Besides missing some of these essential points, I want to tell Lanier that he mustn’t be afraid to dream larger, bigger. Besides revamping, if not remaking completely social media, let's try to infuse creativity into it in a way that doesn't remind you of a lame 9th grade project. Take Facebook albums as an example.
Facebook pictures deceive me every time. I cannot help getting sucked in. I see an album of people on the beach and they are happy, supernaturally so. They all jump in the air, as held by strings, suspended, smiling, as if at the end of a jubilant movie and they are, reaching towards the heaven, floating on their boundless love for their friends. They splash at each other, and then chase one another through the sand, leaving behind fleeting footprints, which they capture with digital memory. Pictures capture what we cannot hold: the illusion of continuous contentment, of true happiness. A slice we cut out of time, and then dip in formaldehyde to preserve that second of un-self conscious joy.

After looking at too many random albums, they become tedious and monotonous.
Like a universal grammar we all have inculcated proper photography etiquette. The range of acceptable stances and poses, faces, and hand positions we can choose from. Without speaking, we have all accepted some quiet contract to band together in a semicircle, mostly based on height, while smiling incommensurately to the experience at hand. Some new collective unconscious of what constitutes enjoyment and fun. Pictures of feet in the sand, splashing playfully etc etc etc.
I want to take pictures of boredom. Of the yawns, of the unhappiness from being on this trip, with the same people, again, of the moment of hesitation before the happy picture. The sound of resignation, the, “harrumph, fine”, we exhale before we smile with cheese. I want to jail the wince of insecurity about my backne and of your butt in that bathing suit, of her legs, and his hair, of the lame unrequited feelings of lust rationalized as love, of the mountain of boredom we (endlessly) fight, and of the shameless joy we experience at even the scent of alcohol. 

Post pictures of the spectrum of your emotions. If you really believe in your online identity then differentiate yourself, then represent the whole of your being. We chafe at this because deep down we know facebook is a chance to limit vulnerability and increase control over our identity management, but we must start somewhere. Show a picture of yourself crying, post a succession of pictures that when clicked on fast enough looks like a movie, something new, and something different.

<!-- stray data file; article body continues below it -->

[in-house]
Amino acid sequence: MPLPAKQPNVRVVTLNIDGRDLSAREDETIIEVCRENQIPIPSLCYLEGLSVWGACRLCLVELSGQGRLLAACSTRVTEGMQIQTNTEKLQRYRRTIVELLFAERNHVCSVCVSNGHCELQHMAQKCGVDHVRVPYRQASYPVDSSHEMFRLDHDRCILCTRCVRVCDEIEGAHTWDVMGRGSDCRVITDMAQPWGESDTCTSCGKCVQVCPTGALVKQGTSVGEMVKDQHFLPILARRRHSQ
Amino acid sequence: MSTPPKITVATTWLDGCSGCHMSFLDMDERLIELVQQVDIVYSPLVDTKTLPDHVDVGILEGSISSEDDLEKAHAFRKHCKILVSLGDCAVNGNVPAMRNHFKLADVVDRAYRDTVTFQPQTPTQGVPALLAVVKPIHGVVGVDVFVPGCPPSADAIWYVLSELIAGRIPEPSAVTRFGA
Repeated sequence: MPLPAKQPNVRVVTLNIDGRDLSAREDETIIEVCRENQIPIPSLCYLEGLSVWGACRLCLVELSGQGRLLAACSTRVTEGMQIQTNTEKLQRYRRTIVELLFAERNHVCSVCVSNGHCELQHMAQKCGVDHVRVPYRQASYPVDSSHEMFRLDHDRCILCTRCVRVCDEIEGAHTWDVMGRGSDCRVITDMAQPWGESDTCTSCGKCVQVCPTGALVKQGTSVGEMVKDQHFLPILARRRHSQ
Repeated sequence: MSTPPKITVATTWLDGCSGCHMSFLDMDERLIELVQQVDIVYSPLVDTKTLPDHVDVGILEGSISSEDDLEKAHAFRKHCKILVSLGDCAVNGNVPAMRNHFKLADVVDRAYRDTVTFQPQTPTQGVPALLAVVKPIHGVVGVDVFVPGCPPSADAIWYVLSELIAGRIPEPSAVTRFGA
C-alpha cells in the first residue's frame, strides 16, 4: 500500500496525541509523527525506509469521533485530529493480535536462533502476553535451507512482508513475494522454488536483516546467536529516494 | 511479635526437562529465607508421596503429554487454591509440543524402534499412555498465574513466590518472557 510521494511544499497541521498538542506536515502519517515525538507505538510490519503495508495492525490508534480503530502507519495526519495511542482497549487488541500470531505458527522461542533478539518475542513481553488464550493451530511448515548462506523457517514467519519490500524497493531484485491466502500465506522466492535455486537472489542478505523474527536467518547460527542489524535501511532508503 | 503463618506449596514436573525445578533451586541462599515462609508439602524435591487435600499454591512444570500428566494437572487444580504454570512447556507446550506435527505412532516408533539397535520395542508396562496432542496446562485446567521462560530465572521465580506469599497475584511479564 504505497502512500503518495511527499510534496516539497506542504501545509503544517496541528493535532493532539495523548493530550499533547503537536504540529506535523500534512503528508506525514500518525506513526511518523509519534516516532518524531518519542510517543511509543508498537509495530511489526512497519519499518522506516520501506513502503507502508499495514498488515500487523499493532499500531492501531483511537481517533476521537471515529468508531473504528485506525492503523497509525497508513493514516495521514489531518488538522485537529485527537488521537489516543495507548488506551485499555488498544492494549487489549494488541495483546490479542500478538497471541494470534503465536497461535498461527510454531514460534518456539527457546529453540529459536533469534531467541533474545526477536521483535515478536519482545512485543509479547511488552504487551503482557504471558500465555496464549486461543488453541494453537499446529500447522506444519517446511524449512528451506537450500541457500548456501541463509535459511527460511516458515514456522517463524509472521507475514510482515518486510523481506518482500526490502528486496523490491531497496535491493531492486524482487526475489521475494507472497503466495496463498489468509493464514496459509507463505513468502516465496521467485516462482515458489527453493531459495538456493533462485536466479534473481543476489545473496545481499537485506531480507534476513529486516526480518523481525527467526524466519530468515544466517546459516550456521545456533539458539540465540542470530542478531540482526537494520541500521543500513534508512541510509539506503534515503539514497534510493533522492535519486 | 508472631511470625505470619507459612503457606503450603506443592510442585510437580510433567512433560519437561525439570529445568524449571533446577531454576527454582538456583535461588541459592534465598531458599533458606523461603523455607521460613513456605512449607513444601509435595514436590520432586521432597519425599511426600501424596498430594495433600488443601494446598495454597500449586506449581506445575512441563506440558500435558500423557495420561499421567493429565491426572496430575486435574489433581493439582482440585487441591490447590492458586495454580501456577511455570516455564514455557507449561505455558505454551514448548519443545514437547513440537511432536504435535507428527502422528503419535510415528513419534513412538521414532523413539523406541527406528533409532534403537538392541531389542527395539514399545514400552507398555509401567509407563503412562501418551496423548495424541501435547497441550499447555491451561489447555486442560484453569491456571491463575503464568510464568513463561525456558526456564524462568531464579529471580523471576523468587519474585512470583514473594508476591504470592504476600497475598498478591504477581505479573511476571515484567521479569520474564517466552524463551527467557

Perhaps, use the medium of Facebook to write a short story that only comes to life with hyperlinks to other facebook friends, or pictures, who knows, but think big. Maybe create different personas, create a new world within Facebook to explore your identity.  (I realize that emoting on Facebook presents the same tension of emoting on Twitter, but perhaps we can use more discernment towards the friends we choose.)

I don't really have earth-shattering ideas, but I feel comforted that other, more tech savvy people do. To me, I can think of two people, though I know countless more exist, that use the sleek, sexy, shiny technology to revitalize art. The first, an artist for the New Yorker, weekly creates fascinating art through an iphone app. Jorge Colombo, though clearly more talented than the mass of us normals, paves a path for a more symbiotic use of our gadgets. Check out his videos.

The other person, Joel Golombeck, a good friend of mine whose considerable talent and vision casts new light on the artistic potential of interactive art, is in the midst of creating an app that will change the way we read books, and in my mind, this adds new depth to old, dusty stories. His videos and explanations speak for themselves. They provide hope in an otherwise derivative world of sexy technology. Check out his Master’s thesis presentation,,

I believe that part of the key, part of the future of social media, lies not in further blurring the line between your private and public life, but in using social media to express yourself artistically in the sense in that what you express transcends personal emotions and transforms into universal sentiments. One of the gauges of good art depends on this distinction between self-indulgence, and self exploration as a means towards globalization of your vision, your feelings, and that this can be used as a gauge for guiding our use of social media. .